First Sign of Sanctions Biting Adds to Exporting Uncertainty: Monthly UK Exporter Monitor, April 2022

6 May 2022, Monthly UK Exporter Monitor, April 2022
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The Government reported a recovery in UK exports in February 2022 from December 2021, but this was short-lived according to the latest Exporter Monitor by Coriolis Technologies and The Institute of Export & International Trade (IOE&IT).

The data suggest that counts of exporters fell back in April 2022 by 3.1%, employees by nearly 6% and revenues by nearly 4% compared to March 2022. A total of 61,915 businesses exported in April 2022, with some 13,302,762 employees and £4,857,689,565 in turnover.

The outlook for the coming months looks difficult for UK exporters, especially given the current geopolitical situation. Our projections suggest that there could be a mild uptick during May, however, the June and July forecasts show that exporter counts will flat-line at best; at worst, any May growth will be short-lived.

During April, the numbers of small businesses exporting dropped the most steeply – by some 4.31%, while the drop in larger exporters was much smaller at 1.3%. However, in terms of revenues and employees, it is the larger businesses that are showing the greatest decline, of over 4% in revenues and over 6% in employment compared to a year earlier. This is particularly concerning because many smaller businesses rely on the supply chain effects of larger businesses, and if these are falling back, it presents a real challenge to UK originating export supply chains in the future.

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Coriolis Technologies Chief Executive, Dr Rebecca Harding said:

“As expected, the uptick in February exports was short-lived replicating the seasonal recovery we expect to see after January lows. However, the extra impact of sanctions following the Russia-Ukraine crisis has further driven down exporter counts, revenues, and employment in April 2022. The concern here is also the negative impact on large firms in terms of revenue and employment which subsequently creates a risk to supply chains and SMEs in particular in the coming months.”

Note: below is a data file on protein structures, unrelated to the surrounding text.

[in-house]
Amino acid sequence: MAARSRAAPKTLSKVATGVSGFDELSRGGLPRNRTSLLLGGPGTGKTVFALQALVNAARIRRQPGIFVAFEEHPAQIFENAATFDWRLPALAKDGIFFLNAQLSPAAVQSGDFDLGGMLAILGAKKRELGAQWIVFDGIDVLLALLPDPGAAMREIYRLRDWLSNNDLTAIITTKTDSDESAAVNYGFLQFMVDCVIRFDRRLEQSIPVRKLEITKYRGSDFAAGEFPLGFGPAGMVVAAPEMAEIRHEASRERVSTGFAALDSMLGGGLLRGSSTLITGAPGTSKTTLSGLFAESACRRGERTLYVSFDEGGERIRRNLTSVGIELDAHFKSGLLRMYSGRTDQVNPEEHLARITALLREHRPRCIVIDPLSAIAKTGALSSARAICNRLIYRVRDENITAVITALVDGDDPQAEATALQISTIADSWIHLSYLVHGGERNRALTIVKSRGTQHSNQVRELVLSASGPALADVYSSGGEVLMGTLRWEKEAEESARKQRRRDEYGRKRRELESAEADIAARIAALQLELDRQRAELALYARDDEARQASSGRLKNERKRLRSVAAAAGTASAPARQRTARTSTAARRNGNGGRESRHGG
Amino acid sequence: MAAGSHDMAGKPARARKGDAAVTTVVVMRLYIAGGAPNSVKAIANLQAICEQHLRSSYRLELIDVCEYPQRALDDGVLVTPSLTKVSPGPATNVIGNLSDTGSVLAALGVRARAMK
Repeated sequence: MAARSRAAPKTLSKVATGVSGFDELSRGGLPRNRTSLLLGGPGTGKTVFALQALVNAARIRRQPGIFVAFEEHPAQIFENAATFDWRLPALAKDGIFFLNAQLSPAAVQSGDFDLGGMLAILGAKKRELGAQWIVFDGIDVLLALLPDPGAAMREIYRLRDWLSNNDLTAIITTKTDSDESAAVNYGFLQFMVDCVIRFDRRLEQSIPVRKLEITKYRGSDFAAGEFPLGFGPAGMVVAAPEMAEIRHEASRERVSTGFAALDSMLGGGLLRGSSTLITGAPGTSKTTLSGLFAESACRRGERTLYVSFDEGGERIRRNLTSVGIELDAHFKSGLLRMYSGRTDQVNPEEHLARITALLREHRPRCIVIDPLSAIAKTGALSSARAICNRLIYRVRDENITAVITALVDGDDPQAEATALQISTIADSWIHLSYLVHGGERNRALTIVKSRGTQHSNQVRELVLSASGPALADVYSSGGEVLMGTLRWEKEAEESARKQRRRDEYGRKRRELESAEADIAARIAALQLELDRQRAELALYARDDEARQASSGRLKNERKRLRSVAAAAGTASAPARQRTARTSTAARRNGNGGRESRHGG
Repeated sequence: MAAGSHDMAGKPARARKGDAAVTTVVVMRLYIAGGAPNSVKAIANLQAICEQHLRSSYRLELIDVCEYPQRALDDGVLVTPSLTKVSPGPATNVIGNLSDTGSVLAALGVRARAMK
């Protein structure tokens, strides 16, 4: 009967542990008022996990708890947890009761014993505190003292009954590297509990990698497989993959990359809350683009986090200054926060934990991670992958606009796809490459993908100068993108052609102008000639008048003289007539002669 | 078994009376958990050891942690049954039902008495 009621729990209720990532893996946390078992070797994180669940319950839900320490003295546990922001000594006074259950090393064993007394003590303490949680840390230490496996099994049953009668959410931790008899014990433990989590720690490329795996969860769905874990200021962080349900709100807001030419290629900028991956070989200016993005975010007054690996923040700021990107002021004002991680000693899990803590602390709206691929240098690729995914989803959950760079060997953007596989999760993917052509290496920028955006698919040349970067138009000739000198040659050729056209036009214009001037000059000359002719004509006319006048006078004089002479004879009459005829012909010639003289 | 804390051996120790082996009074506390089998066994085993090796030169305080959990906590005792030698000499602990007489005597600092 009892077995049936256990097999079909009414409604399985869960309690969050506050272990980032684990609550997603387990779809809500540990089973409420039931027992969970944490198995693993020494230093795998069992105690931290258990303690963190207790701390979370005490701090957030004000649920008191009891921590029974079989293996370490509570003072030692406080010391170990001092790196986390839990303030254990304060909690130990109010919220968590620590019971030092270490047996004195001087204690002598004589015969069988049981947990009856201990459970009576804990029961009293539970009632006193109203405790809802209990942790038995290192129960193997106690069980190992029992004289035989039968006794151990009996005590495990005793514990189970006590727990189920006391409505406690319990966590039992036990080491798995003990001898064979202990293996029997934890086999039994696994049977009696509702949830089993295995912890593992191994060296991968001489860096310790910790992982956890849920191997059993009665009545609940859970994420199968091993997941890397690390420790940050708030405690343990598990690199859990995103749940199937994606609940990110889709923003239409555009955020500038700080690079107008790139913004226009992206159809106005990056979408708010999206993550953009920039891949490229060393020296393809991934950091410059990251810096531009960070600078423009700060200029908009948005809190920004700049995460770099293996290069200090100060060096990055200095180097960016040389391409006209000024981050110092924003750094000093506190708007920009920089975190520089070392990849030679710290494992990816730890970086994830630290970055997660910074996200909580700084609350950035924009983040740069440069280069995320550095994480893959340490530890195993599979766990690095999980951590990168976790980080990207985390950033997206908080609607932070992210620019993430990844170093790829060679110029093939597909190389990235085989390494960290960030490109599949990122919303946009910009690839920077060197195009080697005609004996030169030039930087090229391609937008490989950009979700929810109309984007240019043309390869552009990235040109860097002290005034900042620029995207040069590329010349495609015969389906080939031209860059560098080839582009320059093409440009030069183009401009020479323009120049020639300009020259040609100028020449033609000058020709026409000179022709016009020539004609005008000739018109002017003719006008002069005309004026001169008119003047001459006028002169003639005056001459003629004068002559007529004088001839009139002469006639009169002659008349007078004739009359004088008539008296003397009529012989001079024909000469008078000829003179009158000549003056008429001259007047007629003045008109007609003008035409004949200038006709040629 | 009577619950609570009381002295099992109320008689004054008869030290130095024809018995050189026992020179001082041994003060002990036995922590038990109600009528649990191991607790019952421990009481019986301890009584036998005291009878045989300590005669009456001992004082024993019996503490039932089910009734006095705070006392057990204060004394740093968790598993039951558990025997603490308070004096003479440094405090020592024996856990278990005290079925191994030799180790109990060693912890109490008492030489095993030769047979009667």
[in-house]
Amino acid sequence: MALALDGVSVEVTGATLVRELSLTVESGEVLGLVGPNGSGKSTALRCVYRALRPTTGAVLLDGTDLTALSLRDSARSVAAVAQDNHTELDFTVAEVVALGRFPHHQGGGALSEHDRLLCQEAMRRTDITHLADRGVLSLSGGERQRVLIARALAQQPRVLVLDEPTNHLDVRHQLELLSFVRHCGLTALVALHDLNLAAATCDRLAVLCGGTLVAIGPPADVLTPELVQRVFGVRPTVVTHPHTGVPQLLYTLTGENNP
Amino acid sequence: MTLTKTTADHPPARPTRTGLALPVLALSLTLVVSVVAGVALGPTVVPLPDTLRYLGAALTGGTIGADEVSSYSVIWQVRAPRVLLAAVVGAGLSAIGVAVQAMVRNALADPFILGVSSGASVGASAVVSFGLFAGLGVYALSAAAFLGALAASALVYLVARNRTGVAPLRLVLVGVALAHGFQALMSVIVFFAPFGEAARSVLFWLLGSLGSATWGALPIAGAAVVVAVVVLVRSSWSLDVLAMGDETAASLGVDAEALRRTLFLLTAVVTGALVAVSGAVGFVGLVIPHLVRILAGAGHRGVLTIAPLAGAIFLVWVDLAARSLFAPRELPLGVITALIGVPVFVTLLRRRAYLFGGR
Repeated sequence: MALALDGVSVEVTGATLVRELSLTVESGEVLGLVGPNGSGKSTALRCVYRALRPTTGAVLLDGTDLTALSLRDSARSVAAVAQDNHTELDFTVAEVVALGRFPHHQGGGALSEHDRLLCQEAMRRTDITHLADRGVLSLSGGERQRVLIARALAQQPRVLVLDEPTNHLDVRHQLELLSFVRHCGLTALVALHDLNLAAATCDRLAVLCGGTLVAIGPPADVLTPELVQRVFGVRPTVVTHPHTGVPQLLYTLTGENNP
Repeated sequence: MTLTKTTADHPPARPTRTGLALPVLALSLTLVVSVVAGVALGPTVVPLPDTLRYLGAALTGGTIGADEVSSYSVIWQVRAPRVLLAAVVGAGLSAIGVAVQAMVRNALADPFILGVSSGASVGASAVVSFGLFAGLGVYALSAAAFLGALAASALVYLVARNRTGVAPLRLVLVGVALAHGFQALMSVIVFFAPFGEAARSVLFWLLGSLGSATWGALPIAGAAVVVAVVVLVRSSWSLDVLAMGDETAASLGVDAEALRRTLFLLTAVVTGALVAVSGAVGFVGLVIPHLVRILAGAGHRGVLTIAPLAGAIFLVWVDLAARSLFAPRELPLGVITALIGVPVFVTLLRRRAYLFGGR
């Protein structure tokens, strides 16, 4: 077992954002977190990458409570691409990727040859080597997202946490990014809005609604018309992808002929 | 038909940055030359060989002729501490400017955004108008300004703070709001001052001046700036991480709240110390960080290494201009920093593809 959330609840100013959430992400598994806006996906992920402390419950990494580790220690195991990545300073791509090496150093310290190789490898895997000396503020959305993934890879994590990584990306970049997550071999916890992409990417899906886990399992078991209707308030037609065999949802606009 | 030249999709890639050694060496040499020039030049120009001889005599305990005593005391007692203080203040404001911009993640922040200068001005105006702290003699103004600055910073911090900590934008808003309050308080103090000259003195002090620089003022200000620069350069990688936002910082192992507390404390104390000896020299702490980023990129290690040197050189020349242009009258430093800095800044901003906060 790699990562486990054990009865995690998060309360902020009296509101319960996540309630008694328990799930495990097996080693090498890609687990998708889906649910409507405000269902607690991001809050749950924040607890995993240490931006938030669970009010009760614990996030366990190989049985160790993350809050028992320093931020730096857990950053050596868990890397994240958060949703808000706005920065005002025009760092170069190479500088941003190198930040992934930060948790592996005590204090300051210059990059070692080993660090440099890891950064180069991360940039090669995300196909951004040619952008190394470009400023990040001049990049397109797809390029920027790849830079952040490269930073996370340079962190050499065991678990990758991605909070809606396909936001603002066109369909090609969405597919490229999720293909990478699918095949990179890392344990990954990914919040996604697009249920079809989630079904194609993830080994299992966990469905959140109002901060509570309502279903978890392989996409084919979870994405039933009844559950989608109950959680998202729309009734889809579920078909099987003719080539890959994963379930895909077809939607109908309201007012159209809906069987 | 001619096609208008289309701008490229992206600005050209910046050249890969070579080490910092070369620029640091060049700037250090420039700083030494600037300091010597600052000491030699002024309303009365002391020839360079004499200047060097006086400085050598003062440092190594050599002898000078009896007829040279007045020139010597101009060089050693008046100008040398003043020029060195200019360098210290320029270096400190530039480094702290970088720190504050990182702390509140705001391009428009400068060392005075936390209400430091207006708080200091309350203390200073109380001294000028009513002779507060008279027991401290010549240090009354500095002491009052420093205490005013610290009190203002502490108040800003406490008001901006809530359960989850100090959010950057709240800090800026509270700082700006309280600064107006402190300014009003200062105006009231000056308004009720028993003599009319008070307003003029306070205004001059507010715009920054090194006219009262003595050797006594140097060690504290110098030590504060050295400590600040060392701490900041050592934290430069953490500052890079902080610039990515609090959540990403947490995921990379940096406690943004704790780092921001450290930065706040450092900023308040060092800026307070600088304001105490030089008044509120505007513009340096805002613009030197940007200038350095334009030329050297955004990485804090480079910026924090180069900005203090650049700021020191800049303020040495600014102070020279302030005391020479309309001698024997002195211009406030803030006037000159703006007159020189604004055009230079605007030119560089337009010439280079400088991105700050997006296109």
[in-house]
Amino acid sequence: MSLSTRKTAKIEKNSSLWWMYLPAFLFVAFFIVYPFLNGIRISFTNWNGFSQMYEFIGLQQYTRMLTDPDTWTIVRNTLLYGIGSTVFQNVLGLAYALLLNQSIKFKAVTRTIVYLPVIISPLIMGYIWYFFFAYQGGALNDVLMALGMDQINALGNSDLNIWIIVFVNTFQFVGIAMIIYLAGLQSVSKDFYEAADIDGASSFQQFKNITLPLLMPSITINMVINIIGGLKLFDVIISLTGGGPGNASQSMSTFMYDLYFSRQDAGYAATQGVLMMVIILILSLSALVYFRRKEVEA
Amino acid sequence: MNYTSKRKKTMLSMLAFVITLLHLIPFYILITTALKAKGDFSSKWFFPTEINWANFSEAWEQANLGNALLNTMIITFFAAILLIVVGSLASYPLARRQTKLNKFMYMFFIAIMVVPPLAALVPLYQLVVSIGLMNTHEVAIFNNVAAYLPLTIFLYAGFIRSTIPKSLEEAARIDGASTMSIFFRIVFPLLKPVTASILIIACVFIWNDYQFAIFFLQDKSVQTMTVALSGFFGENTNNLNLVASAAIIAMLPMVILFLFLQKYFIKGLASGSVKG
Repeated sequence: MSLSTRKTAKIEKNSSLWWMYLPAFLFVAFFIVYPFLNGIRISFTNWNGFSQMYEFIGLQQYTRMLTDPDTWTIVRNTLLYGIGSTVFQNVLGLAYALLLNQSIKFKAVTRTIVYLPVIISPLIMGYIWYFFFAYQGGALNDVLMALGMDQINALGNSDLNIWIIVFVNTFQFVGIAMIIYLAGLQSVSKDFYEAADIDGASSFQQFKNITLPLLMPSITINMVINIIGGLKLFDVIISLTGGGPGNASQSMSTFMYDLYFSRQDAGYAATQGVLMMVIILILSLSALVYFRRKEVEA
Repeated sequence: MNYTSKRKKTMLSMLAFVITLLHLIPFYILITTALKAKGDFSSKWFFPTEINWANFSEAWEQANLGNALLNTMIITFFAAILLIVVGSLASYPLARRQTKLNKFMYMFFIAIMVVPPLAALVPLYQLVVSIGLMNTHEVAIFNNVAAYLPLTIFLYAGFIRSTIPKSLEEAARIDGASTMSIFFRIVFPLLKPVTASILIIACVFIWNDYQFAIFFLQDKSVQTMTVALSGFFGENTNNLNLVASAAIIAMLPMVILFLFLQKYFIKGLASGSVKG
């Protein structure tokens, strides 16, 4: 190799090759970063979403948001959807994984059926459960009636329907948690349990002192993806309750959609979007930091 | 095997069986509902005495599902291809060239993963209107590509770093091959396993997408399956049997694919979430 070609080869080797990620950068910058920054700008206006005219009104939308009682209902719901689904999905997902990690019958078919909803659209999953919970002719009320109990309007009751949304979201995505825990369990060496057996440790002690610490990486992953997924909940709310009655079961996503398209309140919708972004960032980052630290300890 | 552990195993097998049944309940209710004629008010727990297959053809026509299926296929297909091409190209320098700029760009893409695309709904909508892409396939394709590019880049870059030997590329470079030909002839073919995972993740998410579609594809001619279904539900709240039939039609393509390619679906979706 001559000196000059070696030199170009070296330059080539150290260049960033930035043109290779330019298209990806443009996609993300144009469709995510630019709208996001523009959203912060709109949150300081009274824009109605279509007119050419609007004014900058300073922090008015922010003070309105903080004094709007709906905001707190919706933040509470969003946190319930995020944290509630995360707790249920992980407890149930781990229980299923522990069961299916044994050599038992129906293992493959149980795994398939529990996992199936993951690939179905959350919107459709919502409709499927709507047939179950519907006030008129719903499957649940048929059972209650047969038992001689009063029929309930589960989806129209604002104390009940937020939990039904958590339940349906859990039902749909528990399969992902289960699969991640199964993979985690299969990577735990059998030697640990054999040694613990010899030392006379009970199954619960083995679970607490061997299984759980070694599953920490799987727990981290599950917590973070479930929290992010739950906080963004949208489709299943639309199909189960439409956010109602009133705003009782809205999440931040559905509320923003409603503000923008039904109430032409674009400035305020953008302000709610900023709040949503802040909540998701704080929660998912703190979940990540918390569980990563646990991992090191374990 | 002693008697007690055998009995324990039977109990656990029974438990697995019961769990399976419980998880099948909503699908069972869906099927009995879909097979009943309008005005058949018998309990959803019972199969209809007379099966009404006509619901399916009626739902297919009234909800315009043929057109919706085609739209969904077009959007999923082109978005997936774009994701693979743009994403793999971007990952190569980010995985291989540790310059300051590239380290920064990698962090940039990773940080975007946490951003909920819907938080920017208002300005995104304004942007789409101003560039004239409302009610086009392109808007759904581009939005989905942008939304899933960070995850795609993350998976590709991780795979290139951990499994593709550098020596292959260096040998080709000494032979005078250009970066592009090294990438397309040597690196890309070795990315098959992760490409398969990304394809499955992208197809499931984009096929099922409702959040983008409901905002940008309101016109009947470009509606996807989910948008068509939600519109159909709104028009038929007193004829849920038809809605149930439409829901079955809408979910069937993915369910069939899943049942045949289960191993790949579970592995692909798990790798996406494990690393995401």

Institute of Export & International Trade director general, Mr. Marco Forgione said:  

“The message is simple, don’t take UK exporters for granted, they rely on their international networks for their trade – and those networks are under severe strain. While the supply chain crisis continues, the Russian invasion of Ukraine adds uncertainty to an already complex trading picture. Relationships are fragile and UK exporters need help, support and guidance to get them through these difficult times. We reiterate our commitment to supporting businesses of all sizes through these turbulent times. Education is an essential tool to ensure UK exporters have the expertise to trade effectively, sustainability and competitively.”

Methodology:

  • Method:
    Coriolis Technologies has matched UK exporter data from Customs and Excise sources with Bill of Lading data and large-scale publicly available datasets. UK HMRC data covers the names and addresses of all UK exporters who send products through customs and excise. These names were matched to Bureau van Djik FAME data to establsh turnover and employment levels. To establish the numbers of service sector companies with export revenues, Coriolis took those businesses in the FAME database with international turnover to collect sector and employment as well as turnover information. The sector distribution of exporters in goods and services was then applied to the sample of companies which did not have turnover or employment data to scale the whole dataset to establish counts, turnover and employment for the UK as a whole. Companies were taken from an HMRC sample going back to 2017 and any duplicates with international turnover data from FAME data removed.
  • The forecasts are based on a statistical “General Additive” modelling framework which decomposes each time series (each exporter count group) into a couple of main components:
    • trend
    • seasonality – effect of calendar month or season
    • changepoints – moments where the trend shifts
    • special calendar events
  • These effects are smoothed, added together and extrapolated into the future to create forecasted values for each exporter group separately. The model is optimized to explain as much variability in the time series with as simple model as possible.
  • The estimated forecasting error is within 1.7% of the actual value, back-tested on the actual forecasting performance over the past 2 years for the aggregate forecasts and for the forecasts by size and UK nation

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